I still was putting in a huge efforts, but the hammy was getting tighter and tighter and at 32km I decided just to finish the race and started slowing down my pace to around 3.55mins a km. I remember the coach told me, you should be aiming to run sub 40 mins for your last 10km. I remembered that and thought: “okay, do that and you should comfortably finish sub-2.45”, but the pain was intensifying, hence the speed was dropping, but I continued maintaining this sub-4min pace.

We had one more U-turn at 36km and then a headwind coming back. At this stage I was still battling, but pace dropped to about 4.05-4.10 and I could not do anything about it.

Finishing off

The next stage of the race was a very uncomfortable stretch on the wind-exposed bridge. I suffered, but still more or less was running. Once, I crossed the bridge, I saw the most disturbing picture I could see at this stage of the race (but that was not the last disturbing image). I saw Claire and Chris walking. Straight away something sparked in my head: “Oh my God! What happened to Chris!?!?”. That was at 38km and I just said to myself: “You cannot walk Artem! You have to finish strong!”, but the pain in my hammy was getting more and more disturbing.

After 38km, the organisers planned something very special for us – a hill that was around 1km long, turn, and then roll down the same hill. My hamstring was killing me, and I thought if I continued to keep my stride length, I will do some real damage to my body! I increased my cadence and reduced the length of strides, and was still fighting. Then, at the end of the hill I have seen one of the fellow marathoners, who just dropped on the road and grabbed his leg and started stretching. This image just killed all my ambitions and I just told to myself: “Bring it home Artem, just bring it home!”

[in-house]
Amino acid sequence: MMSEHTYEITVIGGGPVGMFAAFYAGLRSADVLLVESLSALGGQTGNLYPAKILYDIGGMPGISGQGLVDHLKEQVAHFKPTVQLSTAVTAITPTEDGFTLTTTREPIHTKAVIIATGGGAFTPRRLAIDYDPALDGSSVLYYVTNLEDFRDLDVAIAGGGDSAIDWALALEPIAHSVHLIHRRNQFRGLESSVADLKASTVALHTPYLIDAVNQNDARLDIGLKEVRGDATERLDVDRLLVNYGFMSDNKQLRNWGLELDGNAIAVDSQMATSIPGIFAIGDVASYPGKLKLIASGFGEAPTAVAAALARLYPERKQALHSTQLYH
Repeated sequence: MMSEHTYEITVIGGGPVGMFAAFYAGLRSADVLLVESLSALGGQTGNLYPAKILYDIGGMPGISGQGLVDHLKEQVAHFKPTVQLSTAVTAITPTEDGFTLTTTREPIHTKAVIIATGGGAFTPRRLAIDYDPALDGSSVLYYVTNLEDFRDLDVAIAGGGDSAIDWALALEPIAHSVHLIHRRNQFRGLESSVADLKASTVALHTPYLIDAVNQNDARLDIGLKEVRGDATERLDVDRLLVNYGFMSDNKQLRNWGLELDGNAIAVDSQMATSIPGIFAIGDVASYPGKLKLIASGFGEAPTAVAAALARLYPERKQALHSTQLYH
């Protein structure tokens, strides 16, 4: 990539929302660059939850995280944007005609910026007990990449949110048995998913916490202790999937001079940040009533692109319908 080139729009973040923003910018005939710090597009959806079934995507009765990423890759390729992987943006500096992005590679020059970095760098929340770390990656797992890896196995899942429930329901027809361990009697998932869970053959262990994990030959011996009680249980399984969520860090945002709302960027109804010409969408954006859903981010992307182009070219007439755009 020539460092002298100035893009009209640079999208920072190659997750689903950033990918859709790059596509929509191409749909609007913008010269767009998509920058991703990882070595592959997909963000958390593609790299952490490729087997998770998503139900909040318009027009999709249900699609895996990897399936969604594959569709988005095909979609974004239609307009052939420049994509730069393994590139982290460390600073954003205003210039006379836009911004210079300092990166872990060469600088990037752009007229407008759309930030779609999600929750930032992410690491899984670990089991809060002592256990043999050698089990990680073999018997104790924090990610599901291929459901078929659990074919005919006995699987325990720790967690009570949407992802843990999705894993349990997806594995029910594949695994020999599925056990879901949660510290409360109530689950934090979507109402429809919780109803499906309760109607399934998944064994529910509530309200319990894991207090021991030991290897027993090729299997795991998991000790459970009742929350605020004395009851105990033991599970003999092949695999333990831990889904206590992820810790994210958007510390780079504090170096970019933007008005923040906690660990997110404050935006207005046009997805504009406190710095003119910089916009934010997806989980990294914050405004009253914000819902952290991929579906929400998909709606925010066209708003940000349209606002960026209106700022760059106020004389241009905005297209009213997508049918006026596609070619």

At 40km I saw Claire again, and she shouted: ”You are doing great Artem, looking good!” – I knew that I did not look good and each step was just hard. Anyway, we hit one more small uphill at 41km and there it was - a finish line, which I was really happy to cross with an 8min PB at 2.47.53. This race was once again was a reminder that the marathon is just a little bit more than a Sunday long run!

In summary

I was extremely happy with my level of fitness and for how long I could maintain my desired pace. Also, I will definitely bring more nutrition to the future races - it is better to have more on you than less. Of course, I probably have to say that I have to have a more even split (and I will definitely try to do it in the future), but I am happy that I took this risk this time to have a clear indication where I am standing at the moment.

I want to say a special thank you to the Distance Culture squad for all the support and motivation, to Mike for being a great ‘teacher’, to Chris, Rob and Daryl for doing this training block with me and Claire for helping during the race!

40 views0 comments

Recent Posts

See All

By Robert Collins Many accountants can relate to the importance of time management while working full-time and studying 20-odd hours per week to complete their CA/CPA studies. Throw into the mix renov